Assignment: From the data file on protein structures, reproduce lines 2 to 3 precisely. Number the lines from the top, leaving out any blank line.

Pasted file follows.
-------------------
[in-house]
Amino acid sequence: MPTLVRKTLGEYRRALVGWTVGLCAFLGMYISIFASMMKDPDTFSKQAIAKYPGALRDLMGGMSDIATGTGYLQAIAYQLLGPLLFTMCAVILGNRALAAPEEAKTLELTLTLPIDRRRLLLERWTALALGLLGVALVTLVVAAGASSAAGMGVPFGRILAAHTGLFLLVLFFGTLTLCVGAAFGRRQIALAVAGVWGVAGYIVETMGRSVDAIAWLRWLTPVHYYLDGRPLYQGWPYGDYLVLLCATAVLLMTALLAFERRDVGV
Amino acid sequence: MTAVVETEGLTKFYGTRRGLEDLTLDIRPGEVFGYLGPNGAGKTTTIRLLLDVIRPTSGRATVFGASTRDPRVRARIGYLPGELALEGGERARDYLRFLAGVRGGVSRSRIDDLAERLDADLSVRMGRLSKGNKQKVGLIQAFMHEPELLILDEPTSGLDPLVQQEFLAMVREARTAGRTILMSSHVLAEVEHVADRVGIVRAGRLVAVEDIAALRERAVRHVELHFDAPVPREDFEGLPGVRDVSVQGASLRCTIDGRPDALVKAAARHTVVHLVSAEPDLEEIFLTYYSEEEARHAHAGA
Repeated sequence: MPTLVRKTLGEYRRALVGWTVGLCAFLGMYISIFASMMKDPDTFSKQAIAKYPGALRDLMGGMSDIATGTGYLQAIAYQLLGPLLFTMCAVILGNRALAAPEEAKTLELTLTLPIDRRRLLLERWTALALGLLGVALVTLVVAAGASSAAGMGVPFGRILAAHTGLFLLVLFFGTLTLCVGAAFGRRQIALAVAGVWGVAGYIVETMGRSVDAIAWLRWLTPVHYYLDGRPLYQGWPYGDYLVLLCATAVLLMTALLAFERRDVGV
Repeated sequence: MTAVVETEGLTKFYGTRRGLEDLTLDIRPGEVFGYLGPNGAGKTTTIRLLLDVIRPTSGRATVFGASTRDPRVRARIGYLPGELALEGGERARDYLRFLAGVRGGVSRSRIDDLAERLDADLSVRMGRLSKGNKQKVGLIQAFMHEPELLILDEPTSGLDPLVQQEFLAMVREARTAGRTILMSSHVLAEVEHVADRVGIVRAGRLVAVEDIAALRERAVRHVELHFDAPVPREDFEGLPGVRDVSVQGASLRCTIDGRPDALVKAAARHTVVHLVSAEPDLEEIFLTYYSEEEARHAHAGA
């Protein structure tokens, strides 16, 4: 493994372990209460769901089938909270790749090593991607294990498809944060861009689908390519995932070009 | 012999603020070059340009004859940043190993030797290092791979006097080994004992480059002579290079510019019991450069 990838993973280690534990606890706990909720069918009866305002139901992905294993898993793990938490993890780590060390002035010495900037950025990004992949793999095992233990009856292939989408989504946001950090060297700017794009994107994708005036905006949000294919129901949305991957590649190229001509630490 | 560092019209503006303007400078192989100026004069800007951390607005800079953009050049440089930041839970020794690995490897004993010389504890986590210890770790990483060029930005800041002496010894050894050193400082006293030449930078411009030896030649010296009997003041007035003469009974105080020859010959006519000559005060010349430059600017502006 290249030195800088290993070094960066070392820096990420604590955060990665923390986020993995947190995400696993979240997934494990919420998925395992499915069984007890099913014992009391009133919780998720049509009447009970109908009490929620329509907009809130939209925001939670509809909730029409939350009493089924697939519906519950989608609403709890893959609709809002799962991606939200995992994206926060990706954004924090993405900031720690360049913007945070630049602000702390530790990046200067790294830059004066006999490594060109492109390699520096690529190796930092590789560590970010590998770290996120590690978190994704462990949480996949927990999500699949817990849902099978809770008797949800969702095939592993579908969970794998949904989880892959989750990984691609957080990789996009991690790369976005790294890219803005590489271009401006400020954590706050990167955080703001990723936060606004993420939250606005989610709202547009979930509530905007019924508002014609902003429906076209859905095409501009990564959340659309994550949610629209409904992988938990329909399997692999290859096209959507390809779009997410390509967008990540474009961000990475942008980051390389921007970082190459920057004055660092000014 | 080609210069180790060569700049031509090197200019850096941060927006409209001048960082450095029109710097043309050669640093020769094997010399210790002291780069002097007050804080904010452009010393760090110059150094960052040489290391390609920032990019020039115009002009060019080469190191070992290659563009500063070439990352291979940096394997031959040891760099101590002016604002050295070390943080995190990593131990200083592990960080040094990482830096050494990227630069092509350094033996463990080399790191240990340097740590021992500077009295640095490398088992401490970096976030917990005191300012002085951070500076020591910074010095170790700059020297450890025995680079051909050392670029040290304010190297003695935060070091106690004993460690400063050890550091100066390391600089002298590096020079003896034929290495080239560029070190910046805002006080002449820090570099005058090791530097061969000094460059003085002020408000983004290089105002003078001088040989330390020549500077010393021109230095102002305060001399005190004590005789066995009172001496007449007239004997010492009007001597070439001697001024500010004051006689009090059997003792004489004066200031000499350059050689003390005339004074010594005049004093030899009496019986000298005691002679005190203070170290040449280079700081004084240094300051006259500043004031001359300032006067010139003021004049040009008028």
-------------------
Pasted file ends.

Amino acid sequence: MPTLVRKTLGEYRRALVGWTVGLCAFLGMYISIFASMMKDPDTFSKQAIAKYPGALRDLMGGMSDIATGTGYLQAIAYQLLGPLLFTMCAVILGNRALAAPEEAKTLELTLTLPIDRRRLLLERWTALALGLLGVALVTLVVAAGASSAAGMGVPFGRILAAHTGLFLLVLFFGTLTLCVGAAFGRRQIALAVAGVWGVAGYIVETMGRSVDAIAWLRWLTPVHYYLDGRPLYQGWPYGDYLVLLCATAVLLMTALLAFERRDVGV
Amino acid sequence: MTAVVETEGLTKFYGTRRGLEDLTLDIRPGEVFGYLGPNGAGKTTTIRLLLDVIRPTSGRATVFGASTRDPRVRARIGYLPGELALEGGERARDYLRFLAGVRGGVSRSRIDDLAERLDADLSVRMGRLSKGNKQKVGLIQAFMHEPELLILDEPTSGLDPLVQQEFLAMVREARTAGRTILMSSHVLAEVEHVADRVGIVRAGRLVAVEDIAALRERAVRHVELHFDAPVPREDFEGLPGVRDVSVQGASLRCTIDGRPDALVKAAARHTVVHLVSAEPDLEEIFLTYYSEEEARHAHAGA